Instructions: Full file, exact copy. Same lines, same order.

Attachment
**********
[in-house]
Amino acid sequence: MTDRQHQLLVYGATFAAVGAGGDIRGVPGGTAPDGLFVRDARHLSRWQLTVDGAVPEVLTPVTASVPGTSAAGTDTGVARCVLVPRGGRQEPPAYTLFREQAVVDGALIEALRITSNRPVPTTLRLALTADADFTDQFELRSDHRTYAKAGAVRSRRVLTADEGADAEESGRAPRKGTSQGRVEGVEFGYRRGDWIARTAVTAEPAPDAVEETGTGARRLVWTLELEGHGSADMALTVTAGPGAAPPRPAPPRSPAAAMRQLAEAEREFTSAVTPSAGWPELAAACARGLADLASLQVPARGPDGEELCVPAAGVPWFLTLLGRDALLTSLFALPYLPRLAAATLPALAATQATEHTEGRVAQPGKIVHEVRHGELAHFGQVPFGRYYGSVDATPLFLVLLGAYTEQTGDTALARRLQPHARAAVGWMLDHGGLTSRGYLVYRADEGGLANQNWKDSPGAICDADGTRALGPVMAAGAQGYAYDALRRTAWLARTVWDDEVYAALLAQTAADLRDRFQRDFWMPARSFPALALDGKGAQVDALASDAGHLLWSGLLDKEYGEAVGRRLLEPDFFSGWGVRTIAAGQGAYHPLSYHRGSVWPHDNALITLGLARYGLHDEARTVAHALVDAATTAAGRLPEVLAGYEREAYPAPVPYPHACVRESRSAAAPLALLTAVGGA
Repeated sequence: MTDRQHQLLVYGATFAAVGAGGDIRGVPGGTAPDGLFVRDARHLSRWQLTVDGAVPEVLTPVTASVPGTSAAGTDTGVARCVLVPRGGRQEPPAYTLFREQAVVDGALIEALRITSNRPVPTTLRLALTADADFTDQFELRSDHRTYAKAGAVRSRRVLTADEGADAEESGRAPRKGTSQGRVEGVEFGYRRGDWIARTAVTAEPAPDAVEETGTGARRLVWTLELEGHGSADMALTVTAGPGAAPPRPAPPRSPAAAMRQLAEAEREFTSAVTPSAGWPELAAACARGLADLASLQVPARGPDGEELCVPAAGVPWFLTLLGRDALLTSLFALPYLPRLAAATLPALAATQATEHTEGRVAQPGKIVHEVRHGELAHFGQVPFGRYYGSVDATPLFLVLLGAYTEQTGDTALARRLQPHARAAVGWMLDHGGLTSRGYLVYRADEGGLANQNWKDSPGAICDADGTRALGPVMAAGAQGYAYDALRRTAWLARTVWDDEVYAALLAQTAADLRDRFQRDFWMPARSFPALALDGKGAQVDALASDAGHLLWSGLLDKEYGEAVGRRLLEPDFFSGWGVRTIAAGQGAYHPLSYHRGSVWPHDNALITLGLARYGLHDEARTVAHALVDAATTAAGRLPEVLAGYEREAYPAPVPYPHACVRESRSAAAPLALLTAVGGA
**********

[in-house]
Amino acid sequence: MTDRQHQLLVYGATFAAVGAGGDIRGVPGGTAPDGLFVRDARHLSRWQLTVDGAVPEVLTPVTASVPGTSAAGTDTGVARCVLVPRGGRQEPPAYTLFREQAVVDGALIEALRITSNRPVPTTLRLALTADADFTDQFELRSDHRTYAKAGAVRSRRVLTADEGADAEESGRAPRKGTSQGRVEGVEFGYRRGDWIARTAVTAEPAPDAVEETGTGARRLVWTLELEGHGSADMALTVTAGPGAAPPRPAPPRSPAAAMRQLAEAEREFTSAVTPSAGWPELAAACARGLADLASLQVPARGPDGEELCVPAAGVPWFLTLLGRDALLTSLFALPYLPRLAAATLPALAATQATEHTEGRVAQPGKIVHEVRHGELAHFGQVPFGRYYGSVDATPLFLVLLGAYTEQTGDTALARRLQPHARAAVGWMLDHGGLTSRGYLVYRADEGGLANQNWKDSPGAICDADGTRALGPVMAAGAQGYAYDALRRTAWLARTVWDDEVYAALLAQTAADLRDRFQRDFWMPARSFPALALDGKGAQVDALASDAGHLLWSGLLDKEYGEAVGRRLLEPDFFSGWGVRTIAAGQGAYHPLSYHRGSVWPHDNALITLGLARYGLHDEARTVAHALVDAATTAAGRLPEVLAGYEREAYPAPVPYPHACVRESRSAAAPLALLTAVGGA
Repeated sequence: MTDRQHQLLVYGATFAAVGAGGDIRGVPGGTAPDGLFVRDARHLSRWQLTVDGAVPEVLTPVTASVPGTSAAGTDTGVARCVLVPRGGRQEPPAYTLFREQAVVDGALIEALRITSNRPVPTTLRLALTADADFTDQFELRSDHRTYAKAGAVRSRRVLTADEGADAEESGRAPRKGTSQGRVEGVEFGYRRGDWIARTAVTAEPAPDAVEETGTGARRLVWTLELEGHGSADMALTVTAGPGAAPPRPAPPRSPAAAMRQLAEAEREFTSAVTPSAGWPELAAACARGLADLASLQVPARGPDGEELCVPAAGVPWFLTLLGRDALLTSLFALPYLPRLAAATLPALAATQATEHTEGRVAQPGKIVHEVRHGELAHFGQVPFGRYYGSVDATPLFLVLLGAYTEQTGDTALARRLQPHARAAVGWMLDHGGLTSRGYLVYRADEGGLANQNWKDSPGAICDADGTRALGPVMAAGAQGYAYDALRRTAWLARTVWDDEVYAALLAQTAADLRDRFQRDFWMPARSFPALALDGKGAQVDALASDAGHLLWSGLLDKEYGEAVGRRLLEPDFFSGWGVRTIAAGQGAYHPLSYHRGSVWPHDNALITLGLARYGLHDEARTVAHALVDAATTAAGRLPEVLAGYEREAYPAPVPYPHACVRESRSAAAPLALLTAVGGA